“In some areas we generate works orders that then evolve into a different part or work order further down the chain, while still remaining essentially the same order thing.” says Dowding. “In one area, for example, we might have two components that we join together to become an assembly. Previously, with Preactor and with our mainframe system we couldn’t link these works orders. We simply had item A linked to item B. However, we can now link these works orders easily and quickly. Preactor effectively recognises the link as one work order and appends a zero onto the operation numbers. Now, we never get a lower-level component arriving after the assembly count is made.”
Back in 2001, Cosworth Racing had planned to pass more responsibility to Preactor for generating all relevant scheduling and shop floor production data. Although full consolidation has not yet taken place Preactor has now been positioned at the heart of the company’s data control.
Dowding elaborated: “On our mainframe system we can look at the value of work in progress, the value of outstanding purchase orders and stores value in pounds Stirling. From Preactor we export the finite schedule to an Excel spreadsheet document. The flexibility of Preactor means it can even export such detail as the hours required for each of the machines, times it by the value/rates of those machines, then determine how much money we would be due to earn that week. This then transposes into the value we will receive into inventory.”
Dowding points out that the company can even peg it back to when it actually committed to spending money on raw materials. “And that’s something the financial department is very happy about,” he says. “It is a very precise financials tool and provides us with a lot of process and financials visibility. We can say to the financial department, for example, that next week we expect to recover £89,425. And at the end of the week we can inform the department that we actually recovered, say, £89,421. The by-product of having such an accurate scheduling tool is that we have not so much a sales forecast tool as a production forecast tool that works in pounds. During 2003 I gained additional responsibility for the storage areas. So knowing Preactor can keep me up to speed regarding the level of activity on a week-by-week basis is very reassuring.”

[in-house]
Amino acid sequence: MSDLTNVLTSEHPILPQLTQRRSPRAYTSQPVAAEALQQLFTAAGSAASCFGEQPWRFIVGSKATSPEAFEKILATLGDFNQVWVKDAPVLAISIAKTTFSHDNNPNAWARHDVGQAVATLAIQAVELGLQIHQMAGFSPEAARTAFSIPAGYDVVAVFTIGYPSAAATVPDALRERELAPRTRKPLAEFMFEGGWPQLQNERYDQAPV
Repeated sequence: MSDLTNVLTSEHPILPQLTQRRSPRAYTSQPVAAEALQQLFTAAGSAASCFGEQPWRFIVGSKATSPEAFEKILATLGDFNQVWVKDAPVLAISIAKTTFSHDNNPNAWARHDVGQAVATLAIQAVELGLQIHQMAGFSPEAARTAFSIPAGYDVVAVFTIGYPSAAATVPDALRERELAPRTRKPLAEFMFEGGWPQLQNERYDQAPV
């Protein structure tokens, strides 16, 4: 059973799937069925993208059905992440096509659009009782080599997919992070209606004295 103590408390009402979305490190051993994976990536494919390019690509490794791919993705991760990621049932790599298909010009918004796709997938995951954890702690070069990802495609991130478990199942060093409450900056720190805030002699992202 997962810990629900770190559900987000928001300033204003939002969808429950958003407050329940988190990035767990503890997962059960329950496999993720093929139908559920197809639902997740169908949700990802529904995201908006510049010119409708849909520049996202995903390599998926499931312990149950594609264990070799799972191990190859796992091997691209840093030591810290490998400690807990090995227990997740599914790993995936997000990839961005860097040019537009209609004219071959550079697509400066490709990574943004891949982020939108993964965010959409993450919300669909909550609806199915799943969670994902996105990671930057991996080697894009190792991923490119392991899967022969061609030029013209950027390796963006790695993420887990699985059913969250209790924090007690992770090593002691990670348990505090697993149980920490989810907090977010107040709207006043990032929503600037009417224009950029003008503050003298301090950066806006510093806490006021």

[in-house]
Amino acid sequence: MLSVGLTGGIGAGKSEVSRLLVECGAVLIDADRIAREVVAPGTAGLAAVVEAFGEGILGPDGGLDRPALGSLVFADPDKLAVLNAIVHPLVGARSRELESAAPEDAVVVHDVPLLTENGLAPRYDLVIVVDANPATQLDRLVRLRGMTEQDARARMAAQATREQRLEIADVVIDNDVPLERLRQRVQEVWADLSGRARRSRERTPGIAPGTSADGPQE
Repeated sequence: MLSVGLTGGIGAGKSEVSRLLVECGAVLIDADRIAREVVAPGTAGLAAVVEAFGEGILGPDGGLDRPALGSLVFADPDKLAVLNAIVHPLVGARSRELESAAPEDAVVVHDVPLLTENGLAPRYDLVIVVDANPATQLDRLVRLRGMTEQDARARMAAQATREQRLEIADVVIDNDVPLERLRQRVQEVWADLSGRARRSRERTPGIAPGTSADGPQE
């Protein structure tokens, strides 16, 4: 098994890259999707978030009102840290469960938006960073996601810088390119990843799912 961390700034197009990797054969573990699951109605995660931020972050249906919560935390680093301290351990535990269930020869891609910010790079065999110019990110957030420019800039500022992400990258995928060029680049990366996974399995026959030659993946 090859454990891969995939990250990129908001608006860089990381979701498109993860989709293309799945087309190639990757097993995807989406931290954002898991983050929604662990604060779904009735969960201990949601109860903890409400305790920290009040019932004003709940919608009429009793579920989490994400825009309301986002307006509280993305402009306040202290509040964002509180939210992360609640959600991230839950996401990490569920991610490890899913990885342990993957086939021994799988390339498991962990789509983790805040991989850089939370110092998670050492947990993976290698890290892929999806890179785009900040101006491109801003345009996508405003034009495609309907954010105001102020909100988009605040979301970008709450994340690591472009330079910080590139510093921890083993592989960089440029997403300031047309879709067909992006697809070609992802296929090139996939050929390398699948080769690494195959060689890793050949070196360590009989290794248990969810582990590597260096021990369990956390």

Cosworth is currently considering extending Preactor further within the company. “Preactor could, for example, control part of the stores activity by the amount of material that arrives at goods in, and eventually we would like to add shipping activity and forecasts as well,” says Dowding. By linking Preactor across the company in this way he hopes continually to move towards complete process visibility.
In summary, Dowding has been delighted with the raft of current benefits and future potential offered by Preactor. “The systems are now firmly established as invaluable and highly respected components within our production and scheduling processes. But there is so much more that could be achieved. There is so much extra potential we are yet to utilise fully,” he says.
Mike Novels, Chairman and Managing Director or Preactor International, had a number of comments to make. “There are a number of lessons that can be learnt from Cosworth’s experience. Firstly they have realised that Preactor should be employed as a decision support rather than a decision making tool, ensuring that planners can provide fast answers to ‘what if’ questions to help the company meet very demanding production targets. Secondly, they have found that Preactor should not be though thought of as purely a sequencing and finite capacity scheduling tool. It is flexible and precise enough to be used in a number of different ways that provide visibility into all parts of the business. It can be used as a crystal ball for management to forecast what will happen and thus make better decisions that will result in better customer service and higher profitability. It’s what all companies are looking for and I can think of a no better example of what can be done by empowering staff to do a better job.”